“What I liked about it is that they bused in some students of the other schools outside of Swift Current,” she said. “So it provided not just the city to have some engagement and learning, but these students can go back to their town and talk about what they experienced. And also the overall theme of justice for women, the colour of the t-shirts and the other speakers, and really connecting it nicely to the TRC calls to action.”

Her message to the group was to keep awareness going and to understand that the missing victims are loved, human beings with family and friends who care about them.

“They want to know what happened, they want closure, we want closure, and in the bigger scheme of things everybody needs to feel safe, everybody has the right to feel safe,” she said. “Some of the youth that were in the room can be in vulnerable situations where they're not safe, and not just indigenous but non-indigenous. You just never know when that's going to happen and it's very traumatizing to everybody around them when that happens.”

She felt there has been progress to address the issue of missing indigenous women and girls, but there is also a need to make provinces accountable.

“You can have our federal government really want to do this, but you have to have the support and the buy-in from the provinces,” she said. “And if it's one province that's holding up the whole country, that's really difficult and that's where the struggle is.”

She noted that Senate Bill S-215 was recently defeated in the House of Commons. This private member’s bill, which was introduced by Saskatchewan Senator Lillian Dyck, would have required courts to consider certain violent offences against Aboriginal women as an aggravating circumstance when imposing a sentence. Okemaysim-Sicotte would like to see stronger sentences for violent offenders.

“That really needs to send a message to anybody that wants to or considers harming another human being that there is a real penalty and it's not just a slap on the wrist,” she said.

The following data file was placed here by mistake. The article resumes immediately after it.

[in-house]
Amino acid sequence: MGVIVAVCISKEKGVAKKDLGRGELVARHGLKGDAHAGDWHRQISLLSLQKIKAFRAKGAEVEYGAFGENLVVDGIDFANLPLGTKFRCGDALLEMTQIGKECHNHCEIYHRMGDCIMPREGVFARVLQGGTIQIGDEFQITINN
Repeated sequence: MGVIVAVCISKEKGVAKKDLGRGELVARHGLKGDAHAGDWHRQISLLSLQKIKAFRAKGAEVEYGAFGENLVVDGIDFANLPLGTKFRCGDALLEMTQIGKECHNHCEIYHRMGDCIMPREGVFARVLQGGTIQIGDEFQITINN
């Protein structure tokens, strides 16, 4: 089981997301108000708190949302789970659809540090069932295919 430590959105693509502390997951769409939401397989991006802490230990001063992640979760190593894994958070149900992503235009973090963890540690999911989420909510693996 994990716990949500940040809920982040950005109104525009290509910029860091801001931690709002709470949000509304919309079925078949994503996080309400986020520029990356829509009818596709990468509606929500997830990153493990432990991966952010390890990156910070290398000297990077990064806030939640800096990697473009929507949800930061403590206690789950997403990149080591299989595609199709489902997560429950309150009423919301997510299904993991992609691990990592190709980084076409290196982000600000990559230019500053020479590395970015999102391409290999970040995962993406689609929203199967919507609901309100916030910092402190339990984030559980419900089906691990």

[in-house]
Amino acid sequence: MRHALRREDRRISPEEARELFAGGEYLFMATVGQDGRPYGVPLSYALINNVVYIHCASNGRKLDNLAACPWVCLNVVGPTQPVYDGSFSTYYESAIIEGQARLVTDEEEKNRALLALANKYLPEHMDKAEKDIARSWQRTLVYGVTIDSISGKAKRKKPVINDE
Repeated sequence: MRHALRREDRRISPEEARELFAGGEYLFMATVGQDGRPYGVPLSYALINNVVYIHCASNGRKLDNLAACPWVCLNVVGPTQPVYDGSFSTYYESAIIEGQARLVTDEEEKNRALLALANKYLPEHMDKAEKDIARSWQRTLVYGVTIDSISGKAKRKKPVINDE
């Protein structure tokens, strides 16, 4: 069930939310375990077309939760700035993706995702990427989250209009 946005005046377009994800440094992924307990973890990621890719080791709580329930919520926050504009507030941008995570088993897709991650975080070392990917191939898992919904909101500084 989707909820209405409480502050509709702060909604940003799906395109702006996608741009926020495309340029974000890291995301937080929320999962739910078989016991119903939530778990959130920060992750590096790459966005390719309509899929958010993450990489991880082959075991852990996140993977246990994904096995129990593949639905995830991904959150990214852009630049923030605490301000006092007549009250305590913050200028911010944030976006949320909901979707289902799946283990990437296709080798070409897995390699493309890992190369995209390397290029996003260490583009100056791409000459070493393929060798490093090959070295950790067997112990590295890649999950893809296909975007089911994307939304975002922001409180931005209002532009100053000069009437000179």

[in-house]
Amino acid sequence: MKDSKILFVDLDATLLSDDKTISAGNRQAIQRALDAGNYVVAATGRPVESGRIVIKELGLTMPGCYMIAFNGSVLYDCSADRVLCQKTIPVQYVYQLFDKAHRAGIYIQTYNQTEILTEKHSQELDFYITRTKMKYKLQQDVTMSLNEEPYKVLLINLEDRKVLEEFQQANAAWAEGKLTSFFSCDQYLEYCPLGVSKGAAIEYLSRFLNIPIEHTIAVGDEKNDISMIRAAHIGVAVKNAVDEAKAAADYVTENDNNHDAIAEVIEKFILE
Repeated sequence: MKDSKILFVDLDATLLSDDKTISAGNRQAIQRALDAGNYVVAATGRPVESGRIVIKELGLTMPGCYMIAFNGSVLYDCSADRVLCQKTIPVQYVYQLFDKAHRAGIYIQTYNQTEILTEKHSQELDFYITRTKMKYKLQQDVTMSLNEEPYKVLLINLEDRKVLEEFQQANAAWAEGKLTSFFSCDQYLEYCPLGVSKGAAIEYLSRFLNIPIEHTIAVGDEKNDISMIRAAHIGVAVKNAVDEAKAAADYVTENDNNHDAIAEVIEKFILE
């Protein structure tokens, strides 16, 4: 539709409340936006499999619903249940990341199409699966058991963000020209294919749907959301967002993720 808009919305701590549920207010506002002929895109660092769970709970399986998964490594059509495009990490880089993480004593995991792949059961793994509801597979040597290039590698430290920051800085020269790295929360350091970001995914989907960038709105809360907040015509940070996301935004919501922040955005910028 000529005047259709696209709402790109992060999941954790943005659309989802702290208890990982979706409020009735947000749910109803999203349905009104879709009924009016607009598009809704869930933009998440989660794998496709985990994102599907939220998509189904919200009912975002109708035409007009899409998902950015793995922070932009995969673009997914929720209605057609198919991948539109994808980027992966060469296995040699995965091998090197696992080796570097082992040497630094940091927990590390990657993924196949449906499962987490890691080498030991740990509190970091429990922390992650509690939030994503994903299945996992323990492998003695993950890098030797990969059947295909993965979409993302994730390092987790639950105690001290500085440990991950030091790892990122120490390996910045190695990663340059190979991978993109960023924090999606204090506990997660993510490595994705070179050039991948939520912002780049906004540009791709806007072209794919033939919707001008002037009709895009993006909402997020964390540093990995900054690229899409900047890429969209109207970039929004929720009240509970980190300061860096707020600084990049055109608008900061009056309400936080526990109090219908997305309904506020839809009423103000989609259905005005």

According to Lisa Kuntz, a curriculum coordinator at the Chinook School Division and a member of the local Truth and Reconciliation Committee, the event was attended by 250 students from nine schools. These Grade 12 students are taking classes in Social Studies 30, Canadian Studies 30, or Native studies 30.

“Students learned about the context of missing and murdered indigenous women and girls with some work that we did with our elders and the social studies teachers,” she said. “They needed to have the context for coming here, and they had work that they did prior to coming and then when they go back to their class, there are some assignments they will do moving forward, seeing whether they have their own personal call to action. Maybe they would like to learn more about a specific case and what kinds of things could they do in their own communities to raise awareness.”

Students from Chinook School Division have also participated in the two previous Truth and Reconciliation events in Swift Current. Kuntz felt the events helped to raise awareness among students and to develop a better understanding of the issues discussed each year.

“I think sometimes, particularly in our area, people don't realize that it is in an issue and so students raise the awareness of the issue,” she said. “It ties directly to that curriculum area. So that's why we have students learn about it in that curriculum area, and they're the future. So it's the students today that are going to take the calls to action and move them forward in our country, and we know that. So we want our students to be more educated and raise awareness.”